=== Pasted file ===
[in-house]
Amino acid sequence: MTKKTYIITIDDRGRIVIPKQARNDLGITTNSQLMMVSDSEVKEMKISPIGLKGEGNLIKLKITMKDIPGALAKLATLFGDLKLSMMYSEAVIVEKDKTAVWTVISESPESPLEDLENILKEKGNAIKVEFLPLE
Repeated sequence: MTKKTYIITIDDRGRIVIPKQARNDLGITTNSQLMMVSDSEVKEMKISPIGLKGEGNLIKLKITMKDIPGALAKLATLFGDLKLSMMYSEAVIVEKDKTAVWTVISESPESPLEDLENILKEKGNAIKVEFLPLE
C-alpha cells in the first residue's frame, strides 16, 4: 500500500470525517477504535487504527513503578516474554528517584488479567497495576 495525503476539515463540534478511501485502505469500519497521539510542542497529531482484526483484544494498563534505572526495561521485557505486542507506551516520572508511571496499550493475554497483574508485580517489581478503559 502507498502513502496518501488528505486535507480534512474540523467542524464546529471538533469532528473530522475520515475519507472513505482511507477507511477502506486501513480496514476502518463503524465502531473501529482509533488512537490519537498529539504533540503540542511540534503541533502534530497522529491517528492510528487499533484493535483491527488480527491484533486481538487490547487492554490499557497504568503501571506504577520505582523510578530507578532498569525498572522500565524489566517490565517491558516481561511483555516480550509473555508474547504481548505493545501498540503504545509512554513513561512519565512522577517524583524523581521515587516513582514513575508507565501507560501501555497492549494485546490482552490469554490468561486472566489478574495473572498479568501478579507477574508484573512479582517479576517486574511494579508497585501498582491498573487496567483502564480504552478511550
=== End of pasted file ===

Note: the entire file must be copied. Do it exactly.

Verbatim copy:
[in-house]
Amino acid sequence: MTKKTYIITIDDRGRIVIPKQARNDLGITTNSQLMMVSDSEVKEMKISPIGLKGEGNLIKLKITMKDIPGALAKLATLFGDLKLSMMYSEAVIVEKDKTAVWTVISESPESPLEDLENILKEKGNAIKVEFLPLE
Repeated sequence: MTKKTYIITIDDRGRIVIPKQARNDLGITTNSQLMMVSDSEVKEMKISPIGLKGEGNLIKLKITMKDIPGALAKLATLFGDLKLSMMYSEAVIVEKDKTAVWTVISESPESPLEDLENILKEKGNAIKVEFLPLE
C-alpha cells in the first residue's frame, strides 16, 4: 500500500470525517477504535487504527513503578516474554528517584488479567497495576 495525503476539515463540534478511501485502505469500519497521539510542542497529531482484526483484544494498563534505572526495561521485557505486542507506551516520572508511571496499550493475554497483574508485580517489581478503559 502507498502513502496518501488528505486535507480534512474540523467542524464546529471538533469532528473530522475520515475519507472513505482511507477507511477502506486501513480496514476502518463503524465502531473501529482509533488512537490519537498529539504533540503540542511540534503541533502534530497522529491517528492510528487499533484493535483491527488480527491484533486481538487490547487492554490499557497504568503501571506504577520505582523510578530507578532498569525498572522500565524489566517490565517491558516481561511483555516480550509473555508474547504481548505493545501498540503504545509512554513513561512519565512522577517524583524523581521515587516513582514513575508507565501507560501501555497492549494485546490482552490469554490468561486472566489478574495473572498479568501478579507477574508484573512479582517479576517486574511494579508497585501498582491498573487496567483502564480504552478511550